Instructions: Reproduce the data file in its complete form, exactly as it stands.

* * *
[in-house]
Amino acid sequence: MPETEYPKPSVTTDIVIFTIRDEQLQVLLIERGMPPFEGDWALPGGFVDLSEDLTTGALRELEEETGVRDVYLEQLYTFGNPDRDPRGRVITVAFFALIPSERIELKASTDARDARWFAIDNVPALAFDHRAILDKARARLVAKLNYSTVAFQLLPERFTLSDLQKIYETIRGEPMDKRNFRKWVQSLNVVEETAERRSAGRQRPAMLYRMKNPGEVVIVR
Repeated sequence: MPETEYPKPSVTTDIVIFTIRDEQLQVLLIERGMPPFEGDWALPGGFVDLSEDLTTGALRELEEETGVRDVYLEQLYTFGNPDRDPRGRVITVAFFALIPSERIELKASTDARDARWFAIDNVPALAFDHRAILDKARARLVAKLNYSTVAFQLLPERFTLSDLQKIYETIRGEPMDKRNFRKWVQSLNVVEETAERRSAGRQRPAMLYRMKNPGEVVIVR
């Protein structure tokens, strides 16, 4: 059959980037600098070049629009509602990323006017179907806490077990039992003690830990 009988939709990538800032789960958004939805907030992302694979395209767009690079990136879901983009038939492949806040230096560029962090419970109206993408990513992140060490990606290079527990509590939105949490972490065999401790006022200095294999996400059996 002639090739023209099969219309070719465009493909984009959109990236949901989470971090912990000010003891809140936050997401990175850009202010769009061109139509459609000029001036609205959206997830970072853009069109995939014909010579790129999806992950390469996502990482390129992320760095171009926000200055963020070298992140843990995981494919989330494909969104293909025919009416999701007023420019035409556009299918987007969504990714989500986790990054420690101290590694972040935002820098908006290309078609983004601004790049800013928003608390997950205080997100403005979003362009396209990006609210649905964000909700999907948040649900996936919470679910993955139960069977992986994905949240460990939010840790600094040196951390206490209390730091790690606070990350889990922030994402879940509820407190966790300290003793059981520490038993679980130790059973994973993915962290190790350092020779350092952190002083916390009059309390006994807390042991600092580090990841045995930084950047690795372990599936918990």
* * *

[in-house]
Amino acid sequence: MPETEYPKPSVTTDIVIFTIRDEQLQVLLIERGMPPFEGDWALPGGFVDLSEDLTTGALRELEEETGVRDVYLEQLYTFGNPDRDPRGRVITVAFFALIPSERIELKASTDARDARWFAIDNVPALAFDHRAILDKARARLVAKLNYSTVAFQLLPERFTLSDLQKIYETIRGEPMDKRNFRKWVQSLNVVEETAERRSAGRQRPAMLYRMKNPGEVVIVR
Repeated sequence: MPETEYPKPSVTTDIVIFTIRDEQLQVLLIERGMPPFEGDWALPGGFVDLSEDLTTGALRELEEETGVRDVYLEQLYTFGNPDRDPRGRVITVAFFALIPSERIELKASTDARDARWFAIDNVPALAFDHRAILDKARARLVAKLNYSTVAFQLLPERFTLSDLQKIYETIRGEPMDKRNFRKWVQSLNVVEETAERRSAGRQRPAMLYRMKNPGEVVIVR
């Protein structure tokens, strides 16, 4: 059959980037600098070049629009509602990323006017179907806490077990039992003690830990 009988939709990538800032789960958004939805907030992302694979395209767009690079990136879901983009038939492949806040230096560029962090419970109206993408990513992140060490990606290079527990509590939105949490972490065999401790006022200095294999996400059996 002639090739023209099969219309070719465009493909984009959109990236949901989470971090912990000010003891809140936050997401990175850009202010769009061109139509459609000029001036609205959206997830970072853009069109995939014909010579790129999806992950390469996502990482390129992320760095171009926000200055963020070298992140843990995981494919989330494909969104293909025919009416999701007023420019035409556009299918987007969504990714989500986790990054420690101290590694972040935002820098908006290309078609983004601004790049800013928003608390997950205080997100403005979003362009396209990006609210649905964000909700999907948040649900996936919470679910993955139960069977992986994905949240460990939010840790600094040196951390206490209390730091790690606070990350889990922030994402879940509820407190966790300290003793059981520490038993679980130790059973994973993915962290190790350092020779350092952190002083916390009059309390006994807390042991600092580090990841045995930084950047690795372990599936918990």